Service mesh architecture provides a rich set of features for controlling and securing communications among services. Encryption in transit is a feature that will be critical for financial institutions and other industries working within regulatory frameworks, including PCI, HIPAA, and others.
Join us for a day to dive into the foundational security approaches for multi-cloud environments!
Tetrate’s Zack Butcher’s recent AMA with the United States Air Force Chief Software Officer, Nicolas Chaillan highlighted some significant achievements as a result of the Department of Defense’s move to Open source technology and DevSecOps. Platform One is a group of Air Force software developers that build and secure technology tools used across the DoD, as part of the Enterprise DevSecOps Initiative. Tetrate is a partner DoD is working with, on their journey to modernization.
Software engineers working on a product that highly values security, whether they’re working on frontend, backend, or security features in particular, need to ensure that their web applications aren’t vulnerable to attack.
Tetrate is a service mesh company, providing infrastructure for enterprise customers, including financial institutions and federal agencies handling highly sensitive data. We are sharing our recent efforts in securing the UI for our product, Tetrate Service Bridge, which was aided in part by some pointers from penetration testing conducted by a large financial institution. This article walks you through that experience that may help others who are building a secure UI.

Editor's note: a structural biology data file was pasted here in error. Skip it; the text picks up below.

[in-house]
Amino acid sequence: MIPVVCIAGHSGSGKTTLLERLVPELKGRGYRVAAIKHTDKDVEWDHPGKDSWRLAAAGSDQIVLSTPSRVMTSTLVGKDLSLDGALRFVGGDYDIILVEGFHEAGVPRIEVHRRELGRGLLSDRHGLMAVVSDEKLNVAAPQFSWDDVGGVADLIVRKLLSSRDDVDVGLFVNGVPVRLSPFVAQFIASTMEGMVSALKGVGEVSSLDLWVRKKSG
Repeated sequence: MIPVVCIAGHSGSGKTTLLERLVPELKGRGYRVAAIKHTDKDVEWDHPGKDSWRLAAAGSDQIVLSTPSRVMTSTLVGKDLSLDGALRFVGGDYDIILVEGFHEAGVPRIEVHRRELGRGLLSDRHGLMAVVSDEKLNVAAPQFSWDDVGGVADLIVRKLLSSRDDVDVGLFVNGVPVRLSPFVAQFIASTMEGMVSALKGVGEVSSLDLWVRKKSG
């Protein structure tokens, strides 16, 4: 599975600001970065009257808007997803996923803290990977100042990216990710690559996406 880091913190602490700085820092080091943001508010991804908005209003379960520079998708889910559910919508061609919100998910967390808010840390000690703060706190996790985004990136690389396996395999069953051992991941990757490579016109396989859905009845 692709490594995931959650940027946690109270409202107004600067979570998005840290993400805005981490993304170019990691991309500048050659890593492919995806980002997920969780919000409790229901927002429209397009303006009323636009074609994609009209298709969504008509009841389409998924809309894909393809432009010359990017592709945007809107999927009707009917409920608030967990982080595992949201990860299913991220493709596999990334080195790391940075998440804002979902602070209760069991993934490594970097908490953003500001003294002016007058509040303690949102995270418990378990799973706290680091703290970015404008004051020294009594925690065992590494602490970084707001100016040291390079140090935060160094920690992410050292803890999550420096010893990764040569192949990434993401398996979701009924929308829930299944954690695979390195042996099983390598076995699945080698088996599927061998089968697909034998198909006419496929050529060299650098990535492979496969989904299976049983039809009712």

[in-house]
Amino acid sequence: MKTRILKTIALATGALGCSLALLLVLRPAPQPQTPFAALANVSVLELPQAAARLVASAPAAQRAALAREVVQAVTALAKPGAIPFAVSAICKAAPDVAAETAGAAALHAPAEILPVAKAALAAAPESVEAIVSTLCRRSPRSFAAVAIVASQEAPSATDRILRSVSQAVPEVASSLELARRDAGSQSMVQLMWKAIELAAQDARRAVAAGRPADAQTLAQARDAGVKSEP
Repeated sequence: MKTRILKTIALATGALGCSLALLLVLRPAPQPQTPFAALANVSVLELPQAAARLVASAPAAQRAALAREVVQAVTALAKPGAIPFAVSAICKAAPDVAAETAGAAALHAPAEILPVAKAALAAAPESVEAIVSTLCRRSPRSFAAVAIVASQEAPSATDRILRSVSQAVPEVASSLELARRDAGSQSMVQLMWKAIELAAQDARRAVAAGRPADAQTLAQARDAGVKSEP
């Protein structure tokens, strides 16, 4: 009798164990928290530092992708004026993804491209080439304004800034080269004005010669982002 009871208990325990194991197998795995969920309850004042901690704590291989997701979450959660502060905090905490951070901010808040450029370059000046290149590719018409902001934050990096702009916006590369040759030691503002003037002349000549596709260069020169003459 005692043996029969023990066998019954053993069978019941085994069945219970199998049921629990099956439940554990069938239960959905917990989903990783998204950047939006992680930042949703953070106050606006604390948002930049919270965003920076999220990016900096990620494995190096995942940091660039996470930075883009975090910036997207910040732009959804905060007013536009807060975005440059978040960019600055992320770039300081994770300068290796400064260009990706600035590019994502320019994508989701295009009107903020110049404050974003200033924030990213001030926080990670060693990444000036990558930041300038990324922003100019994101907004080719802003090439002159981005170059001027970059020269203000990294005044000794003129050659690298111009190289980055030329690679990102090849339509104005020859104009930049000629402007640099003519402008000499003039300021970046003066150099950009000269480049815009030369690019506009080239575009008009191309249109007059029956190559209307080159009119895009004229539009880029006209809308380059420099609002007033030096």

Security remains one of the primary drivers behind service mesh adoption today. In this virtual webinar to be held Oct. 21 at 11 a.m. (PDT), U.S. Air Force CSO Nicolas M. Chaillan will join Tetrate’s Zack Butcher to discuss “DevSecOps and IT Innovation with the Department of Defense.”
September 29, 2020 — The Envoy Product Security Team (PST) announced the availability of a security fix and a series of patches for Envoy versions 1.12,1.13, 1.14 and 1.15 to address two high-risk vulnerabilities related to header values and HTTP URL paths. In response to CVE-2020-25017. Additionally the Istio community recommends users to upgrade to 1.6.11+ for 1.6.x deployments or 1.7.3 or later for 1.7.x deployments.
Users of Istio and Envoy are strongly encouraged to upgrade to Istio 1.4.6 and Envoy 1.13.1 or 1.12.3 to address four newly discovered security vulnerabilities. The Envoy update is also available via GetEnvoy.io.
CVE-2020-8659 (CVSS score 7.5, High): Excessive CPU and/or memory usage when proxying HTTP/1.1 Envoy version 1.13.0 or earlier may consume excessive amounts of memory when proxying HTTP/1.1 requests or responses with many small (e.g., 1 byte) chunks.
The Identity Management & Access Control for Multi-Cloud Conference co-hosted this January by Tetrate and NIST drew 300 attendees to Maryland and and some 600 more participants online. A major takeaway: a Zero Trust Architecture needs service mesh technologies (Istio and Envoy) and Next Generation Access Control (NGAC).
A Service Mesh is the only option for addressing a number of security requirements in service to service interactions in the modernized world of microservices and cloud-based applications, according to a NIST Special Publication that was released today.